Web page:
Increase in marine heatwaves expected to affect organisms at bottom of food chain, study suggests

Larvae of the Atlantic mangrove fiddler crab (Leptuca thayeri, left) survived less in warmer water and underwent physiological changes due to higher acidity. Credit: Murilo Marochi.

An increase in marine heatwaves due to global climate change in the coming decades will have a significant impact on lifeforms in this environment, including those at the bottom of the food chain, according to a paper published in Estuarine, Coastal and Shelf Science by Brazilian researchers working in Brazil, Norway and the United States,

Marine heatwaves are periods of more than five days with water temperatures more than 90% above the historical average for the region. Projections point to a rise of 35% in the frequency of marine heatwaves by the year 2100 for the Santos-São Vicente area (coast of São Paulo state, Brazil) in which the study reported by the paper was conducted. It is important to distinguish between marine and atmospheric heatwaves, the latter typically being more intense but affecting mainly terrestrial environments, including cities.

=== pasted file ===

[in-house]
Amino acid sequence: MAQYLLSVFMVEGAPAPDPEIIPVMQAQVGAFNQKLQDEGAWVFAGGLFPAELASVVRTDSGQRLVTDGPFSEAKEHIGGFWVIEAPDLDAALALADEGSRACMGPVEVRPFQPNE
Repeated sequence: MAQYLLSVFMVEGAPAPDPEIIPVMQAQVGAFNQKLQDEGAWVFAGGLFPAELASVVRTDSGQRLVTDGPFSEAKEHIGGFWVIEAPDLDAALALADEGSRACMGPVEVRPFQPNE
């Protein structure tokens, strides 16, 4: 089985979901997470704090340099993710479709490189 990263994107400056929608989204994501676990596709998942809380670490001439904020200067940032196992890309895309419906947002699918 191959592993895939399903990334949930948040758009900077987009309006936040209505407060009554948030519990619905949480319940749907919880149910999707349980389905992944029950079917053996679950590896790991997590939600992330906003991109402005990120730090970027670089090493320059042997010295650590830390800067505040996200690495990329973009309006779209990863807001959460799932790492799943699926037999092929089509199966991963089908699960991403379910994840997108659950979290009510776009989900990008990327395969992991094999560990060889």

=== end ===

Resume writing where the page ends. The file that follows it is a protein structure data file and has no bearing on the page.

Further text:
The researchers evaluated the potential impact of marine heatwaves on planktonic larvae of the Atlantic mangrove fiddler crab Leptuca thayeri. “Although the larvae survived a rise in the acidity of the water, a rise of 2 °C in sea surface temperature during the first three to four days of their lives led to a 15% drop in the survival rate compared with larvae at the average temperature for the region. A rise of 4 °C led to a 34% rise in mortality,” said Murilo Zanetti Marochi, first author of the paper. The study was conducted while he was on a postdoctoral research fellowship at the Institute of Biosciences of the São Paulo State University’s Coast Campus (IB-CLP-UNESP) in São Vicente.

Fundação de Amparo à Pesquisa do Estado de São Paulo (via EurekAlert!), 18 January 2023. Press release.

  • Reset


OA-ICC Highlights

%d bloggers like this: